Real estate agent Jessica Walsh agrees. “Just following the storm, it was a focus on the main grid area of the beach, closer to the water,” Walsh said, on streets like Rowland, Edward, and Penfield. “Within a short period of time, there was a consistent growth outside of those areas to many side streets.” She said they are now seeing a steady level of activity west of Reef Road, offering new construction at a lower price point.
Though the assessor’s office know what a newly constructed home means to an assessment and tax bill, the effect of elevating a house remains to be seen.
For example, in 2005, the ranch home at 33 Edward Street was assessed at $577,780. In 2016, with a new Colonial with 4,193 square feet of living space in its place, the assessment if $1,217,230.
But with a generic home raising, “We’re not recognizing any value yet,” Murray said, with no market comparisons available yet. That, they concede, could change depending on whether the market sees that FEMA compliance as valuable.
From the view of the real estate market, real estate agent Ken Camarro said, “Sandy materially changed the look and feel of the beach area, particularly between Reef Road and South Benson Road, where many new modern Nantucket-Style/ New England beach-area-architecture, multi-story homes have been built.”
He said the new. elevated homes have design features that guard against flood damage “and increase the livability and safety of the neighborhood.”
Camarro agrees that Sandy accelerated the conversion of “functionally obsolete” bungalows, capes and ranches to “modern FEMA-compliant structures.”
”In addition, some long-term residents with more robust ranch-style and split level homes have invested in elevating and then remodeling their home to be FEMA compliant,” Camarro said. “Almost in every case, these homes have been totally upgraded. Every new FEMA-compliant new home helps make the area safer and recovery faster following any severe storm event.”
He said both buyers and agents are aware of the flood zone characteristics of the beach area, and homeowners have a flood elevation certificate, which aids in obtaining the lowest flood insurance rates.
“As a rule, yes, FEMA-compliant homes do carry a premium,” Walsh said, “and many are new/newer construction.”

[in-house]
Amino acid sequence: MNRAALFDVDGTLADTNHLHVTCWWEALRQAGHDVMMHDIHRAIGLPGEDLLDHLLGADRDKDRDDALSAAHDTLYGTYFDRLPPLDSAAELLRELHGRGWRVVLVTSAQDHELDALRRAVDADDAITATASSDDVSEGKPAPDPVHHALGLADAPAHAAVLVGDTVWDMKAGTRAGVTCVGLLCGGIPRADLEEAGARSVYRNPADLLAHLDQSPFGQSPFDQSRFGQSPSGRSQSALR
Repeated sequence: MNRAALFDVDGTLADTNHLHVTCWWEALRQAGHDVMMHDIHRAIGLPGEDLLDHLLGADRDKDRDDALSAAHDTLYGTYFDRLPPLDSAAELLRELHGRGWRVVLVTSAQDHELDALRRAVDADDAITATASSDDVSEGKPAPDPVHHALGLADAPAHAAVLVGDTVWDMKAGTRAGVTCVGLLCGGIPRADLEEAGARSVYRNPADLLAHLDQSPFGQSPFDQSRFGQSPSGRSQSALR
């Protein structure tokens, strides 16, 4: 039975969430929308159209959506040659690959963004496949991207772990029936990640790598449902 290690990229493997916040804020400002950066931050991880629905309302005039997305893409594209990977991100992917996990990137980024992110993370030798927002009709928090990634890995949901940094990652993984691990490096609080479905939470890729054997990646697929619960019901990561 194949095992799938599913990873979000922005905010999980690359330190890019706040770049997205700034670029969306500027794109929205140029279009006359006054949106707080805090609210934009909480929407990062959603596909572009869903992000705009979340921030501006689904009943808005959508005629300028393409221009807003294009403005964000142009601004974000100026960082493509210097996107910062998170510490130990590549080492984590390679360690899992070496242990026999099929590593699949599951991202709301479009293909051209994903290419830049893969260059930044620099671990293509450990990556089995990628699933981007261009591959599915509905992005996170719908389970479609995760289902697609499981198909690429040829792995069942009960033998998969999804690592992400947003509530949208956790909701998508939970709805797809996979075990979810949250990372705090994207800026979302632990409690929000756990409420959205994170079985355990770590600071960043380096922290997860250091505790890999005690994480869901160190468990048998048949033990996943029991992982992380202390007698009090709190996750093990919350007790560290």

Camarro said the majority of buyers appear to be Fairfield residents relocating within town.
“There is a combination of younger families with children, and older families that are often downsizing and seek in-town, smaller layouts, and the modern interior features that come with new construction,” Camarro said. “Sherman school attracts them. as do the middle and high schools serving the neighborhood.”
Walsh said there appears to be a mix of young families and older couples moving into the beach area, and she said many people want to live near the beach because it is walkable, not just to the shoreline, but to the downtown. She said they have also sold to young couples with children migrating out of Manhattan to the beach area because of that walkability being what they were accustomed to in the city.
Residents weren’t alone in having to deal with FEMA regulations and struggling with the question of whether to fix or start from scratch, when Sandy made the recently-rebuilt Penfield Pavilion unuseable.
Several years of planning, discussion and debate went on before the pavilion was moved off its foundation, and new piles and foundation installed. A new locker wing was constructed and earlier this year, the pavilion was back open for business.
Though some residents felt the pavilion should not have been saved, or should have been replaced with something much smaller, Camarro said area residents are thrilled with the new pavilion. “It represents a major Fairfield town effort to support and fortify the entire beach area,” he said.
Other repairs were done much more quickly, like rebuilding the sea wall and bathrooms at Southport Beach, and dredging in the town harbors. The sea wall and bulkhead at the turnaround on Fairfield Beach Road were repaired. Officials are moving into the design phase for replacement of tide gates on Riverside Drive, and permits for flood mitigation around the water treatment plant and the Public Works yard are at the state Department of Energy and Environmental Protection.